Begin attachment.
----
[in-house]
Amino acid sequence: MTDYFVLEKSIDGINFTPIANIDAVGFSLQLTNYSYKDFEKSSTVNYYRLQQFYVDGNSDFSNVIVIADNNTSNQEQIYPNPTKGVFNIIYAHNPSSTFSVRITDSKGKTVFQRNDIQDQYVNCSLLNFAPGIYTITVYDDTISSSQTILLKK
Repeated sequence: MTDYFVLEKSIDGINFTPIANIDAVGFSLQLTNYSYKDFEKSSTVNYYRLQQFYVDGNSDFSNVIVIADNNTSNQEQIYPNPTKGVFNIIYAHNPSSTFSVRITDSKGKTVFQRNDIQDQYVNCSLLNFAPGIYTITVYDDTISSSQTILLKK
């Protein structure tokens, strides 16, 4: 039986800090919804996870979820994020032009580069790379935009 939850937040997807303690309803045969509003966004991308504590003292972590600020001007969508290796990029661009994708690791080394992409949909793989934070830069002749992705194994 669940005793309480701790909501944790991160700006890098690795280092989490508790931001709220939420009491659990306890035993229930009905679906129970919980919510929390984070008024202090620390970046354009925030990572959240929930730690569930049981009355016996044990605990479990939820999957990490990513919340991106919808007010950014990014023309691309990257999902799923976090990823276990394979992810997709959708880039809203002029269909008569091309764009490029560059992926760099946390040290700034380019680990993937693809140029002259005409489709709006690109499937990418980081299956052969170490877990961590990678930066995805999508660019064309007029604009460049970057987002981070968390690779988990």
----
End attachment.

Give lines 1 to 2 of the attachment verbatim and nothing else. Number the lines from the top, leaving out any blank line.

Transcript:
[in-house]
Amino acid sequence: MTDYFVLEKSIDGINFTPIANIDAVGFSLQLTNYSYKDFEKSSTVNYYRLQQFYVDGNSDFSNVIVIADNNTSNQEQIYPNPTKGVFNIIYAHNPSSTFSVRITDSKGKTVFQRNDIQDQYVNCSLLNFAPGIYTITVYDDTISSSQTILLKK